My healthcare organization uses a versionof Lean Six Sigma that may be familiar to some of you.
First, project definition through hoshin kanri(enterprise value stream mapping and value stream analysis).
Define -VOC, CTQs, and performance specifications.
Measure -Value Stream Mapping with analysis of data.
Analyze -Waste Walk, SpaghettiMapping, and statistical analysis where appropriate.
Lean – Improvenent through Rapid Improvement or Kaizen events
Control/Sustain -Accountability for the WWW and weekly Process Owner meetings to ensure that the new process is stable and meeting targets.
The last phase is usually found to be the hardest. We’ve gone through several evolutions trying to find the best way to follow up on projects, bearing in mind the resources needed to continually collect data and also the need to help Process Owners and Black Belts stay sane.
Early learning: don’t get carried away in the control phase with identifying data collection at every process step. Select the 2 – 5 key variables to monitor; Process Owners are not going to be able to maintain a 25-point data collection plan in an environment where all data is manually collected from charts, paper records, or computer files.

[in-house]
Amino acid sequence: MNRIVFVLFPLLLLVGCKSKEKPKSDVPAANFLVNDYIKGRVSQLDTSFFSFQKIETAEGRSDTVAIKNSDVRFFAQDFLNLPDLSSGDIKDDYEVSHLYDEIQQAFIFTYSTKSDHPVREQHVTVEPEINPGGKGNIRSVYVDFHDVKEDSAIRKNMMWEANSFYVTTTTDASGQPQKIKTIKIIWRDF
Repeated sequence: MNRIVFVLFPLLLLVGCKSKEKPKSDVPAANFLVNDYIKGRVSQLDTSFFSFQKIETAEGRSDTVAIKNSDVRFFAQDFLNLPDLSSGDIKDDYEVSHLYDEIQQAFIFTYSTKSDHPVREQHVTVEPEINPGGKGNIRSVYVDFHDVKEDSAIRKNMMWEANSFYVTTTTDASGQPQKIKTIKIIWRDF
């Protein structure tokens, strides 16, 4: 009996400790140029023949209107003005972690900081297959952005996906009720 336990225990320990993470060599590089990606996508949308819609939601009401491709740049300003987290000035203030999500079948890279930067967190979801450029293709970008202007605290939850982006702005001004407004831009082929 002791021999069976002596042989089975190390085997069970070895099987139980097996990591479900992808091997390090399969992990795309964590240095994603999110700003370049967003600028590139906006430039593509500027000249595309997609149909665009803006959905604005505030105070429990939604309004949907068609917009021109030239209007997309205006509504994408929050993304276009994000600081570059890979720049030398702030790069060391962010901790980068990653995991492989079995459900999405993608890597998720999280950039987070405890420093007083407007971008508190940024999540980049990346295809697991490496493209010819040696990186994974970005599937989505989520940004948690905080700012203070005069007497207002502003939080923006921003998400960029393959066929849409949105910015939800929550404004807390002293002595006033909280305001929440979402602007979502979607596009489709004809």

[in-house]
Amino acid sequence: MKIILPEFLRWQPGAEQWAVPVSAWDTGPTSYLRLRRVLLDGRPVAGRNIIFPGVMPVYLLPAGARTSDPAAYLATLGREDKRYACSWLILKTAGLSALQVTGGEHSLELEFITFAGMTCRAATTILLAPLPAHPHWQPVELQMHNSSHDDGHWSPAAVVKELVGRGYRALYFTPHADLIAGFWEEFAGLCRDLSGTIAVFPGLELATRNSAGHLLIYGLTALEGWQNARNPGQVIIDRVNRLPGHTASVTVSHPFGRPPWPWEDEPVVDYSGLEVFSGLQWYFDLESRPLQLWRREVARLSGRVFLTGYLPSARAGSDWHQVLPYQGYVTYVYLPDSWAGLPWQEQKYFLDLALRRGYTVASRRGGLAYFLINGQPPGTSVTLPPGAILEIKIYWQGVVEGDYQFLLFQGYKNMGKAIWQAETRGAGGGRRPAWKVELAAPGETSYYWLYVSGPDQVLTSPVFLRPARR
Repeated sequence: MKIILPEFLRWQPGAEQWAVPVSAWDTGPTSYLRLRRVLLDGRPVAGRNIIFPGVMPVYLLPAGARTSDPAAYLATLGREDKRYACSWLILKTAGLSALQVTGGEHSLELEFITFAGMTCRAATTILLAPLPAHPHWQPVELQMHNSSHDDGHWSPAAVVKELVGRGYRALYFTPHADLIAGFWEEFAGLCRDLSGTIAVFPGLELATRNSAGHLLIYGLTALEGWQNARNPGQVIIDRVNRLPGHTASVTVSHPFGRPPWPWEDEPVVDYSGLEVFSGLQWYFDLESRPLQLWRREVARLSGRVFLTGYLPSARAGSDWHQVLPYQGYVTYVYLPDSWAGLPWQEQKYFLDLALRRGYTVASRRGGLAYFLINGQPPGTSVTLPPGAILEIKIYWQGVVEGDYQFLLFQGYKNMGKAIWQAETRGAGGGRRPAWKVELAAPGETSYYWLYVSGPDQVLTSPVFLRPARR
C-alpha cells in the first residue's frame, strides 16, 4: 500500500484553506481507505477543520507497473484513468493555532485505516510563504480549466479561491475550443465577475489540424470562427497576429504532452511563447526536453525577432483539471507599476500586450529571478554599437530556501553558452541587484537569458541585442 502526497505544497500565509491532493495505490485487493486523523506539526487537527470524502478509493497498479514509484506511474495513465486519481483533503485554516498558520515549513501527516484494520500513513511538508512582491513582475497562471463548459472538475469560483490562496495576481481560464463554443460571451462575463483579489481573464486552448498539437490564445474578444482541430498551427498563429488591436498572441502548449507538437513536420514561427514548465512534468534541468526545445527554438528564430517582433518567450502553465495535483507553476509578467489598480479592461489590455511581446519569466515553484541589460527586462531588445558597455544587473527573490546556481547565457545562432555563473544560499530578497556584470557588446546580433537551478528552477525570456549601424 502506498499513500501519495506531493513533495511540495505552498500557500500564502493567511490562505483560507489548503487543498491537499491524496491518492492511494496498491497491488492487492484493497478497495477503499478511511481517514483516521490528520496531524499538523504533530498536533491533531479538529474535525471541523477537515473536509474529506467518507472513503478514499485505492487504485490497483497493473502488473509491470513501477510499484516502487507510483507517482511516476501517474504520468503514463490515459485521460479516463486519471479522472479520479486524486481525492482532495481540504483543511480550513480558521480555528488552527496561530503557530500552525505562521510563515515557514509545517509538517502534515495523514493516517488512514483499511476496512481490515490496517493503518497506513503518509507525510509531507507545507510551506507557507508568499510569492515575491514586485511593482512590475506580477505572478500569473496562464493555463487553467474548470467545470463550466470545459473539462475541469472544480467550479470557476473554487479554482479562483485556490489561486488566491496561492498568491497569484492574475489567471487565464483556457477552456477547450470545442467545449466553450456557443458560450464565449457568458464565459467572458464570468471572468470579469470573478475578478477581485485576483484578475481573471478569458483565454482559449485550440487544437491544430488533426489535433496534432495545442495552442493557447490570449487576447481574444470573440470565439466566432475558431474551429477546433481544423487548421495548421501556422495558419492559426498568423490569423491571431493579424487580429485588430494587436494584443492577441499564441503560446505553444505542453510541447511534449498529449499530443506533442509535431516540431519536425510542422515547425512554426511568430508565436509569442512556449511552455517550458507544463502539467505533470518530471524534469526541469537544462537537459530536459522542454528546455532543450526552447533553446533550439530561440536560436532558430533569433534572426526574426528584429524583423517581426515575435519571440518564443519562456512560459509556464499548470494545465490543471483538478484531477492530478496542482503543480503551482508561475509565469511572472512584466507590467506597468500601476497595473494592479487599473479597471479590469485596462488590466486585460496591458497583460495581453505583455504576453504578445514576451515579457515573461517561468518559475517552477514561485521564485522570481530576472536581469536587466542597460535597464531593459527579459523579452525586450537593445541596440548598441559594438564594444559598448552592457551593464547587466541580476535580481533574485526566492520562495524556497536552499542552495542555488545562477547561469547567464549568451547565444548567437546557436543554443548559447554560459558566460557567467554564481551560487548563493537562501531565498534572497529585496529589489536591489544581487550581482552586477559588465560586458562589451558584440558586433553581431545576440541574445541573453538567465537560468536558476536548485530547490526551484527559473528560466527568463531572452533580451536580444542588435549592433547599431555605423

Also: use more than one method to track success. We started with the dashboard approach – red, yellow, green – and found that some people tended to make snap judgments about the success or failure of a project. We now combine the dashboard with a trend analysis to show ongoing improvement after the rapid improvement event.
Are there any more learnings that you would like to share from your own organization, to help your improved processes to sustain their gains?